Filling in the negative space

Prineville woman Kathleen Addison Peet researches and writes book to tell story of her first husband, who was killed in Vietnam nearly 50 years ago

JASON CHANEY - Kathleen Addison Peet looks down at a copy of her recently self-published book, 'Out of His Time,' which looks back on the life of her late husband, Harvey Addison. To her right are the many files she compiled while researching for the book.

Negative space is an art term used to describe the unpainted, white portion of a canvas.

An artist herself, Prineville woman Kathleen Peet has discovered a parallel between this concept in art and in her own life.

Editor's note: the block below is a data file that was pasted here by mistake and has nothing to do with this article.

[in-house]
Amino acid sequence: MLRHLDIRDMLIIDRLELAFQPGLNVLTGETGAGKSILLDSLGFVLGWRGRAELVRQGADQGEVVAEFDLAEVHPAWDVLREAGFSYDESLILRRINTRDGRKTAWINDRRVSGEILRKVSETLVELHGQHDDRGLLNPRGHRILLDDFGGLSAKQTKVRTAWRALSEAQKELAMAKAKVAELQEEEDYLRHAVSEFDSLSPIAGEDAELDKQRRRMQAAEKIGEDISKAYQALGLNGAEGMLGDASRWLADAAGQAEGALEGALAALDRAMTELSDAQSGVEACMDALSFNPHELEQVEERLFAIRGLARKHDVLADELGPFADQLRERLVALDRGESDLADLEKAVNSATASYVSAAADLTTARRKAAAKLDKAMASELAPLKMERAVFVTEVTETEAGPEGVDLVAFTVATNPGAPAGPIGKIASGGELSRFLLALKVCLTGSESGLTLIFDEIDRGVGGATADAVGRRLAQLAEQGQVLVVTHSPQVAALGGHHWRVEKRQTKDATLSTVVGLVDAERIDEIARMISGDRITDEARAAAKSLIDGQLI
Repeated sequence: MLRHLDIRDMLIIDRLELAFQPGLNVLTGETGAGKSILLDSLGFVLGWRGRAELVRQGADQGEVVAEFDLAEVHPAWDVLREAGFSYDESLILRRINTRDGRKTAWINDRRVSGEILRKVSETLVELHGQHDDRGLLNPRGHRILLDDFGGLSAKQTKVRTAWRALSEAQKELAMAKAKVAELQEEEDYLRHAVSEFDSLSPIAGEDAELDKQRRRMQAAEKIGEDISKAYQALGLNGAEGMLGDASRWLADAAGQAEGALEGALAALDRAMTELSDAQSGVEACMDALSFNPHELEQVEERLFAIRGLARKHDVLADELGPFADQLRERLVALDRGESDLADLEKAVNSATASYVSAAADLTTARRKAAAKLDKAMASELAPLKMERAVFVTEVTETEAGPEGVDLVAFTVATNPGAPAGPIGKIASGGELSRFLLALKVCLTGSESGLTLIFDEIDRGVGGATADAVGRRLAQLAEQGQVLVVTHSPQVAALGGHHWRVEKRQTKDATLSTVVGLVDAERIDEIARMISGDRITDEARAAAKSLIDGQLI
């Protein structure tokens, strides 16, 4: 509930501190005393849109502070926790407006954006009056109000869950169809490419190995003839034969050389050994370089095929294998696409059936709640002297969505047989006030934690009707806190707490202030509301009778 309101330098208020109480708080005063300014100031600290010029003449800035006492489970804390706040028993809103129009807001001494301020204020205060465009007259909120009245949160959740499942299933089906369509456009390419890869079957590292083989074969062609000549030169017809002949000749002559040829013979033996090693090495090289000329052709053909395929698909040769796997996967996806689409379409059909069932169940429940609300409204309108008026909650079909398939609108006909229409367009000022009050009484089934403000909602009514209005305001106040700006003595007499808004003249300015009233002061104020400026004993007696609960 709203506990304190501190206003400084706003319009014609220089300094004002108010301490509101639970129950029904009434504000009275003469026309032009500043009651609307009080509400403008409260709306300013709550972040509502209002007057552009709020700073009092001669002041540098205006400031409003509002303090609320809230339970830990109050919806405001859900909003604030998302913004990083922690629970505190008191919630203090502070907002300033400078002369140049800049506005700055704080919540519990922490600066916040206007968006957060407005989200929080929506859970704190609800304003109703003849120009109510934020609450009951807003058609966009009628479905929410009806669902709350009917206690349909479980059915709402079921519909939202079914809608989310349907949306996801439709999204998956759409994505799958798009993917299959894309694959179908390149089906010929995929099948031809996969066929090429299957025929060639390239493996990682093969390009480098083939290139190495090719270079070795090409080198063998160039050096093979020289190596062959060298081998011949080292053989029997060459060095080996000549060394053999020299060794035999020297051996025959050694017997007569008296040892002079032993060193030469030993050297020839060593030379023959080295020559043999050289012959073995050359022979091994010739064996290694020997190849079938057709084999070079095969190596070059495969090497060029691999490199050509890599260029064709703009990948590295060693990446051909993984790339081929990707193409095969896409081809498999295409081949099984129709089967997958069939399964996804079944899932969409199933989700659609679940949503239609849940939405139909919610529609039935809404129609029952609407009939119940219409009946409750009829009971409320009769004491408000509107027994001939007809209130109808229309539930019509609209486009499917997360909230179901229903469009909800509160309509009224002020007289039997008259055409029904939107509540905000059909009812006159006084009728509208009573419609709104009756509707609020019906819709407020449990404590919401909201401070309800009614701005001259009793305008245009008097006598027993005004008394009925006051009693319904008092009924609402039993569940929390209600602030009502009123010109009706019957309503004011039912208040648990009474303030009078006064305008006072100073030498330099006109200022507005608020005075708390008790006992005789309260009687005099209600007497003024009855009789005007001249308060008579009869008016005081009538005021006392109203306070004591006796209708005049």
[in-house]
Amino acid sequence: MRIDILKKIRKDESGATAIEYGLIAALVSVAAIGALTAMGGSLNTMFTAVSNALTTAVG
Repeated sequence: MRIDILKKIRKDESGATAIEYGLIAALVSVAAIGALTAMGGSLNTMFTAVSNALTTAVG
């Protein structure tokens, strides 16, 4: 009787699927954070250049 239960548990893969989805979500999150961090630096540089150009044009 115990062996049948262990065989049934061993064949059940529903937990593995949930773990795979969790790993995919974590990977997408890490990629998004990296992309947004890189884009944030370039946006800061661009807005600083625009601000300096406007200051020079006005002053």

“Where you leave the paper blank and you are painting around it, it can become your clouds or the white part of your flower,” she explains. “If you look at life as a canvas, negative space is where this life didn’t get lived. This person is gone. There are no children. There are no grandchildren. There is this big blank there.” Flash back to 1968, Peet was newly wed to Harvey Addison, a helicopter pilot in the U.S. Army. Having spent the first four months of their life together in Fort Rucker, in Alabama, near the Florida panhandle, her husband had received orders to go to Vietnam.

“I was going to go to college when he was in Vietnam,” Peet remembers. “I was all set for being married and being a mother — hearth and home and all that stuff.”

Instead, one month after leaving for Vietnam, Harvey was killed in a helicopter accident. Suddenly, on June 25, 1968, Peet was left alone and set on a new path.

“I focused on my career. I stuck with my goals and got my master’s in social work eventually,” she said.